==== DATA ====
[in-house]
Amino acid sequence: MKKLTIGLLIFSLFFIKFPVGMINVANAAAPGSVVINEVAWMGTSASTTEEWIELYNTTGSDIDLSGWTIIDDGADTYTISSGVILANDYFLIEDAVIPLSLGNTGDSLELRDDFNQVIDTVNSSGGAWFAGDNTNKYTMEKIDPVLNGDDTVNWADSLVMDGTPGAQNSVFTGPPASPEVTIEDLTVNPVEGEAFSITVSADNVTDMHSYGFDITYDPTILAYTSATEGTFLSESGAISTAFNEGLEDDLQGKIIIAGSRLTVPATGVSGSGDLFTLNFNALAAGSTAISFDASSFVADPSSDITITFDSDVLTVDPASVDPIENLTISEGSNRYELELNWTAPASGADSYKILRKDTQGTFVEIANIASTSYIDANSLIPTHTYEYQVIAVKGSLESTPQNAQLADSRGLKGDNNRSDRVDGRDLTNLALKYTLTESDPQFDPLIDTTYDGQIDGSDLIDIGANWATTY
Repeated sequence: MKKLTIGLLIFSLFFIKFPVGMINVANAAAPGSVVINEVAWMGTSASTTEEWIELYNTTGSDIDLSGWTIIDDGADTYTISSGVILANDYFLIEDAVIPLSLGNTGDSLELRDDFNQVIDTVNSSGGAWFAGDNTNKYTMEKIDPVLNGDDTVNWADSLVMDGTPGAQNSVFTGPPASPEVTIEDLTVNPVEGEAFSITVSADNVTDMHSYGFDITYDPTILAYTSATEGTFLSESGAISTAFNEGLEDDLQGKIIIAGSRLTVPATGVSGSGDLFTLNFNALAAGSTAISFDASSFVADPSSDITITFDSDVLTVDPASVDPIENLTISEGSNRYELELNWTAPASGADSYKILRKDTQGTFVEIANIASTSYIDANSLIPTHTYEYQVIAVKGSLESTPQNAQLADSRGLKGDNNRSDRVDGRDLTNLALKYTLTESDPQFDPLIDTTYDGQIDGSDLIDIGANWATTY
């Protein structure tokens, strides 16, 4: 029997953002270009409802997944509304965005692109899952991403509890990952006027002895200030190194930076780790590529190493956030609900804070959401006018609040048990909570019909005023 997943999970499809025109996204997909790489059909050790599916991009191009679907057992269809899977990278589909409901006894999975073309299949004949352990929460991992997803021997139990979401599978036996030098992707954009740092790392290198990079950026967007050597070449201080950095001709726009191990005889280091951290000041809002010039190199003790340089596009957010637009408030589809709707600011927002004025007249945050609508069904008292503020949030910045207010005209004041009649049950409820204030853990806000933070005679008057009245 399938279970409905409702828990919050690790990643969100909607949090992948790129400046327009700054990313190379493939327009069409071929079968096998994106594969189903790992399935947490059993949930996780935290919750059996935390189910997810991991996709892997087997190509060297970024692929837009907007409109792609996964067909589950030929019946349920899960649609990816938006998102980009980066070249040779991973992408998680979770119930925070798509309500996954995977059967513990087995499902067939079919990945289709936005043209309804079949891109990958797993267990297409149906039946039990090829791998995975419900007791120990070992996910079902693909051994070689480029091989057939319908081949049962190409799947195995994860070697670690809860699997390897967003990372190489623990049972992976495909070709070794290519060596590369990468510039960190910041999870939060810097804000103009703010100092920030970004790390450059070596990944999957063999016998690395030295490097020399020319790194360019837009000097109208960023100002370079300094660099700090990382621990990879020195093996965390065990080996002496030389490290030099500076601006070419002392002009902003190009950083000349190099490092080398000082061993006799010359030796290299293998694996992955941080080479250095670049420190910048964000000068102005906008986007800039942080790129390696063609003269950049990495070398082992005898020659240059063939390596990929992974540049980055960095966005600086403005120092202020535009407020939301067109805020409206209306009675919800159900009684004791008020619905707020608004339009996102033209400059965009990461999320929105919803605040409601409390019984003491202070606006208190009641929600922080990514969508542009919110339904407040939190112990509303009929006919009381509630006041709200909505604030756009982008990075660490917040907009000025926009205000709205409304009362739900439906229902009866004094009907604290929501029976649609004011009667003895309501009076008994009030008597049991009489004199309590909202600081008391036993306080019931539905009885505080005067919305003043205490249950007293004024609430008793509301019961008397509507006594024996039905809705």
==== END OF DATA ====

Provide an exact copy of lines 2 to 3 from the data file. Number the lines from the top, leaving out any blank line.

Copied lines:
Amino acid sequence: MKKLTIGLLIFSLFFIKFPVGMINVANAAAPGSVVINEVAWMGTSASTTEEWIELYNTTGSDIDLSGWTIIDDGADTYTISSGVILANDYFLIEDAVIPLSLGNTGDSLELRDDFNQVIDTVNSSGGAWFAGDNTNKYTMEKIDPVLNGDDTVNWADSLVMDGTPGAQNSVFTGPPASPEVTIEDLTVNPVEGEAFSITVSADNVTDMHSYGFDITYDPTILAYTSATEGTFLSESGAISTAFNEGLEDDLQGKIIIAGSRLTVPATGVSGSGDLFTLNFNALAAGSTAISFDASSFVADPSSDITITFDSDVLTVDPASVDPIENLTISEGSNRYELELNWTAPASGADSYKILRKDTQGTFVEIANIASTSYIDANSLIPTHTYEYQVIAVKGSLESTPQNAQLADSRGLKGDNNRSDRVDGRDLTNLALKYTLTESDPQFDPLIDTTYDGQIDGSDLIDIGANWATTY
Repeated sequence: MKKLTIGLLIFSLFFIKFPVGMINVANAAAPGSVVINEVAWMGTSASTTEEWIELYNTTGSDIDLSGWTIIDDGADTYTISSGVILANDYFLIEDAVIPLSLGNTGDSLELRDDFNQVIDTVNSSGGAWFAGDNTNKYTMEKIDPVLNGDDTVNWADSLVMDGTPGAQNSVFTGPPASPEVTIEDLTVNPVEGEAFSITVSADNVTDMHSYGFDITYDPTILAYTSATEGTFLSESGAISTAFNEGLEDDLQGKIIIAGSRLTVPATGVSGSGDLFTLNFNALAAGSTAISFDASSFVADPSSDITITFDSDVLTVDPASVDPIENLTISEGSNRYELELNWTAPASGADSYKILRKDTQGTFVEIANIASTSYIDANSLIPTHTYEYQVIAVKGSLESTPQNAQLADSRGLKGDNNRSDRVDGRDLTNLALKYTLTESDPQFDPLIDTTYDGQIDGSDLIDIGANWATTY